In 1865, Joseph Lister was walking the wards of his Glasgow hospital. For the Essex-born professor of surgery, it was a horrible experience.
As the nurses removed the sheets so he could examine his patients’ wounds, time after time the sickly stench of putrefying flesh would pervade the room.
Thanks to the improvements in anatomy, blood loss and, anaesthesia, patients would arrive at the hospital, confident of feeling little pain and of making a full recovery.
Two weeks later, however, most of them would be dead, having succumbed to gangrene, fevers or blood poisoning.
No wonder that surgeons, like Lister, another former pupil of Liston’s, would operate only as a last resort.
The source of these infections was unknown, many blaming it on bad air, some sort of so-called 'miasma’. But the Glasgow hospital was new; with well-spaced beds and light, airy wards.
Still Lister’s patients became infected, and still they died. Until this problem was solved, surgery could go no further.
Lister, who also studied science more as a gentlemanly hobby than as an aide to his profession, was determined to find the answer and he did so when a colleague, a professor of chemistry, pointed him in the direction of the work of the French chemist Louis Pasteur.
Pasteur had sterilised a flask of broth by boiling it. He plugged the top with cotton wool to allow the passage of air but nothing else.
(Louis Pasteur in his laboratory)
After a few days, the broth remained sterile. It was only when the cotton wool was removed that the broth became putrid.
Pasteur had proved that it was something in the air, not the air itself, that caused a substance to rot.
He called them germs; today we’d call them micro-organisms.
Lister’s breakthrough was to realise that it was these germs that were also killing his patients. But how to get rid of them?
Pasteur had sterilised his experiments by heat but that clearly wouldn’t work for human beings. Lister started experimenting with chemicals but without success.
The answer came from an unlikely source: sewage.
A hundred miles south in Carlisle, the authorities were trying a new sewage treatment to rid the city’s drains and cesspools of their terrible smell.
The compound they found worked best was carbolic acid, made from coal tar.
Lister reasoned that what killed germs in sewage might also destroy germs in wounds, so, in the best traditions of surgery, he decided to try out his new 'antiseptic’ principle on a patient.
James Greenlees was an 11-year-old boy who had been run over by a cart and had a compound fracture of his left leg, with the broken bone piercing the skin to leave an open wound of significant size.
Until now, although the leg would have been set, the open wound would inevitably have become infected and amputation would be the end result. But Lister wanted to try out his new ideas.
The leg was reset and splinted, only this time the wound was covered in lint soaked in carbolic acid.
Four days later, by which time infection had normally set in, the lint was removed and the wound, to Lister’s delight and astonishment, was found to be perfectly clean.
Six weeks later, the splints are removed and James walks home. Surgery will never be the same again and nor, with cleanliness and carbolic acid gradually becoming the norm, are hospital death rates.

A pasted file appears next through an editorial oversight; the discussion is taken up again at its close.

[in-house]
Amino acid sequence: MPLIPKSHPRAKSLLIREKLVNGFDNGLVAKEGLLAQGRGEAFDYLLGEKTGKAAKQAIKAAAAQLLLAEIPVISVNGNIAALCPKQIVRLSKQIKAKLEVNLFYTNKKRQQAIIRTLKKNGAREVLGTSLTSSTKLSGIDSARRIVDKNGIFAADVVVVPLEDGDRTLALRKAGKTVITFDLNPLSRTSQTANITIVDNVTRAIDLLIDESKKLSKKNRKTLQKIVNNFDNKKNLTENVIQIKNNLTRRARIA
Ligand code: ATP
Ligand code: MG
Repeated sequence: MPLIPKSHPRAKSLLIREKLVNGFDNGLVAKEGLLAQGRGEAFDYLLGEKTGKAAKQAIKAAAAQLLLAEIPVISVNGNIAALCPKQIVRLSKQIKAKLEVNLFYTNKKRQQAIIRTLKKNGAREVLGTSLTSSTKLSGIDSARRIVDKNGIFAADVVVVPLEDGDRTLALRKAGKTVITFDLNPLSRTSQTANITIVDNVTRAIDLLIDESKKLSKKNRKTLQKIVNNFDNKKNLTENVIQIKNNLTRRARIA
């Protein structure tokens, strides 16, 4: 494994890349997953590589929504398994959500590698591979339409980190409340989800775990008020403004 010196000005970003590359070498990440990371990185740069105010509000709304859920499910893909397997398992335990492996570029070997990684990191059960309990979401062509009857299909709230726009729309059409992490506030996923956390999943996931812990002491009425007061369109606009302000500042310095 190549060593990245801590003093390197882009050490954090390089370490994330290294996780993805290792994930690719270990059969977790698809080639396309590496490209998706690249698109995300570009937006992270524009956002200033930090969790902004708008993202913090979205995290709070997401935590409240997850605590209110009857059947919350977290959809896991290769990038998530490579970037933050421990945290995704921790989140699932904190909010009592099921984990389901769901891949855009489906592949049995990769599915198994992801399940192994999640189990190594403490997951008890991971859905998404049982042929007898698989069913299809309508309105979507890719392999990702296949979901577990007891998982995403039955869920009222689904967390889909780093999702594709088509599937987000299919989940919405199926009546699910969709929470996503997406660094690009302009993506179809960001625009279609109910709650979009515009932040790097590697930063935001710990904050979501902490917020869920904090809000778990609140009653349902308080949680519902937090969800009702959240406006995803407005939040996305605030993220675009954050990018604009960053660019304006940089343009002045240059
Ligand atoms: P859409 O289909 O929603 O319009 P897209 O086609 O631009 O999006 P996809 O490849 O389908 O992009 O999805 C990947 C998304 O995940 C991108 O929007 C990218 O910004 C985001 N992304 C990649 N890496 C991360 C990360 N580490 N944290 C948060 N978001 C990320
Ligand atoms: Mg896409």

All the key components were now in place. By the end of the 19th century, surgeons had a better understanding of human anatomy, they could stem blood loss and, through anaesthesia, they were able to control pain.
Thanks to Lister, they could now even operate without causing infection. Modern surgery had begun.
Over the next century, surgical progress would be astonishing; with anaesthetics and sterile conditions giving surgeons access first to the abdomen, then the heart and finally the brain.
There would be many setbacks and sadly many patients would still die as new techniques were tried out and perfected. Even today, surgery remains a risky business.
But, as our understanding of the rejection process has improved, organ transplants have become almost commonplace, limited only by the supply of donor organs.
Forty years ago, we all marvelled at the first heart transplant carried out by the South African surgeon, Christiaan Barnard; now we agonise over the ethics of carrying out the first face transplant.
Surgically, it’s possible but if and when the first one is carried out, it will only be - as all modern surgery is - thanks to the extraordinary work of those Victorian pioneers.
Lister moved from Scotland to King’s College Hospital, in London. In 1881 he was elected President of the Clinical Society of London. He also developed a method of repairing kneecaps with metal wire and improved the technique of mastectomy.
Lister retired from practice after his wife, who had long helped him in research, died in 1893 in Italy, during one of the few holidays they allowed themselves. Studying and writing lost appeal for him and he sank into religious melancholy.
Despite suffering a stroke, he still came into the public light from time to time. On 24 August 1902 Edward VII came down with appendicitis two days before his scheduled coronation. Like all internal surgery at the time, the appendectomy needed by the King still posed an extremely high risk of death by post-operational infection, and surgeons did not dare operate without consulting Britain’s leading surgical authority.
(Edward VII at Balmoral)
Lister obligingly advised them in the latest antiseptic surgical methods (which they followed to the letter), and the King survived, later telling Lister, “I know that if it had not been for you and your work, I wouldn’t be sitting here today.”